The clip of the subject invention is of generally U-shaped cross section and may be of unitary construction. The clip may be formed from a resilient metallic material or from a resilient plastic material. The clip includes first and second opposed arms and a connecting member extending therebetween. The arms may converge toward one another as they extend away from the connecting member. However, the ends of the arms most distant from the connecting member may flare outwardly and away from one another. At their closest point, the first and second arms may be spaced from one another by a distance approximately equal to the thickness of the support on the carrier. At least the first arm of the clip has a width which approximately corresponds to the width of the flat flexible circuit members to be joined by the subject connector. Preferably, both arms of the clip have a substantially equal width which approximately equals the width of the flat flexible circuit member.

At least one of the arms of the clip may be provided with locking means which are engageable with locking means on the carrier. The locking means on the clip may comprise outwardly extending flanges which may be disposed in locking relationship with recesses on the guides of the carrier. In a preferred embodiment, a plurality of flanges may be disposed on at least one of the arms to enable the clip to be retained on the carrier in an unseated position and then to be locked in a fully seated position. The flanges may further define cams to bias the guides of the carrier away from one another and permit movement of the clip between the guides.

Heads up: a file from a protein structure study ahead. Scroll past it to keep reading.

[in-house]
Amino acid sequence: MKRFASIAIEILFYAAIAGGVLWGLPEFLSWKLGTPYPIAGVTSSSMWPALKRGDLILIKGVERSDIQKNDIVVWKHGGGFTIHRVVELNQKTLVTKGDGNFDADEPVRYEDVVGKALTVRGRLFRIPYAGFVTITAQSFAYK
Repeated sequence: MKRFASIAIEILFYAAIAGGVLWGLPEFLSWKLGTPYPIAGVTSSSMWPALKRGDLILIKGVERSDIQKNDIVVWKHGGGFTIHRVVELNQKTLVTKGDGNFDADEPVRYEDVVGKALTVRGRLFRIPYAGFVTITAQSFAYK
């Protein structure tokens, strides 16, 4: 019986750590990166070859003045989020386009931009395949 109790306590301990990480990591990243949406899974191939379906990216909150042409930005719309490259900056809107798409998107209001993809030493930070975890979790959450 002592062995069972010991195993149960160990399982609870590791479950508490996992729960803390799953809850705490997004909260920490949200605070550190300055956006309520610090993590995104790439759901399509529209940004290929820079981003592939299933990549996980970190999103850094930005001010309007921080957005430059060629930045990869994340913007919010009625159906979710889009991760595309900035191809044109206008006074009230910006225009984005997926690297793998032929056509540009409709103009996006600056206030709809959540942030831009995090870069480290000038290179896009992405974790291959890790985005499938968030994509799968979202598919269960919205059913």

At least the first arm of the clip may include a plurality of slots extending generally orthogonal to the connecting member of the clip. The slots effectively define a plurality of independent clamping fingers on the arm. The clamping fingers of the first arm may include contact projections disposed substantially at a location on the first arm nearest the second arm of the clip.